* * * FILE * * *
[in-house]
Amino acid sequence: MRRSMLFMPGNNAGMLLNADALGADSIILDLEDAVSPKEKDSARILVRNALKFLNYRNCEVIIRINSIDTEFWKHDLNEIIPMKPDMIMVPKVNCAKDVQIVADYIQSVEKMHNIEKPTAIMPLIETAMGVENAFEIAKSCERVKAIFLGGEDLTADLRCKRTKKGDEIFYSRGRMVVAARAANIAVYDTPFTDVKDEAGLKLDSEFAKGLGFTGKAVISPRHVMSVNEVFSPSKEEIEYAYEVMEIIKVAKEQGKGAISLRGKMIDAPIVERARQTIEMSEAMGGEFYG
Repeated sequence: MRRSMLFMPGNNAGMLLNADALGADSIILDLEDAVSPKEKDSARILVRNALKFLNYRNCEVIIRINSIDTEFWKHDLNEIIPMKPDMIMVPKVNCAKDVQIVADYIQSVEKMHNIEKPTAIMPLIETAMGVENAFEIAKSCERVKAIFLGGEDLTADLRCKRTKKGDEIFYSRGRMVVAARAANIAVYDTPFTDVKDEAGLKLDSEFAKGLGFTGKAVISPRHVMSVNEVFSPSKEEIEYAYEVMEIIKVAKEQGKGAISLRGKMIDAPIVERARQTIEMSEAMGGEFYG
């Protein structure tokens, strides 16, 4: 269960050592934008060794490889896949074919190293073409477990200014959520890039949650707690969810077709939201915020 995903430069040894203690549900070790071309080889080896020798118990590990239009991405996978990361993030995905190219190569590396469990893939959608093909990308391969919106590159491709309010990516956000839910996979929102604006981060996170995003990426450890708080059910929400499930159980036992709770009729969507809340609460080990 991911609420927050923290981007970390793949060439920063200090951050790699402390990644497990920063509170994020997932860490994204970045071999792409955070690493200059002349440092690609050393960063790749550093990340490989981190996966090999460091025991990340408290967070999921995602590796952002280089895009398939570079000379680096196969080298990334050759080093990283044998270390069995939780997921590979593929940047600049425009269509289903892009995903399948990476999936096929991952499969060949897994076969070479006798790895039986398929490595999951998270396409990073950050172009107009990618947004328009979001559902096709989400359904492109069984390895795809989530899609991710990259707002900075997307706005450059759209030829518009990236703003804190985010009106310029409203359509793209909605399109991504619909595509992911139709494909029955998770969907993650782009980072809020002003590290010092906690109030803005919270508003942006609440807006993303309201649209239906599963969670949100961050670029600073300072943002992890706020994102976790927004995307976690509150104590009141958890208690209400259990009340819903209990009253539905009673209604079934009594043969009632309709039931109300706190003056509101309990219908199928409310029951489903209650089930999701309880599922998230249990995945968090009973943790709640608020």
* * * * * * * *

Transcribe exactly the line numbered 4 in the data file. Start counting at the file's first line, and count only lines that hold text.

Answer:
């Protein structure tokens, strides 16, 4: 269960050592934008060794490889896949074919190293073409477990200014959520890039949650707690969810077709939201915020 995903430069040894203690549900070790071309080889080896020798118990590990239009991405996978990361993030995905190219190569590396469990893939959608093909990308391969919106590159491709309010990516956000839910996979929102604006981060996170995003990426450890708080059910929400499930159980036992709770009729969507809340609460080990 991911609420927050923290981007970390793949060439920063200090951050790699402390990644497990920063509170994020997932860490994204970045071999792409955070690493200059002349440092690609050393960063790749550093990340490989981190996966090999460091025991990340408290967070999921995602590796952002280089895009398939570079000379680096196969080298990334050759080093990283044998270390069995939780997921590979593929940047600049425009269509289903892009995903399948990476999936096929991952499969060949897994076969070479006798790895039986398929490595999951998270396409990073950050172009107009990618947004328009979001559902096709989400359904492109069984390895795809989530899609991710990259707002900075997307706005450059759209030829518009990236703003804190985010009106310029409203359509793209909605399109991504619909595509992911139709494909029955998770969907993650782009980072809020002003590290010092906690109030803005919270508003942006609440807006993303309201649209239906599963969670949100961050670029600073300072943002992890706020994102976790927004995307976690509150104590009141958890208690209400259990009340819903209990009253539905009673209604079934009594043969009632309709039931109300706190003056509101309990219908199928409310029951489903209650089930999701309880599922998230249990995945968090009973943790709640608020």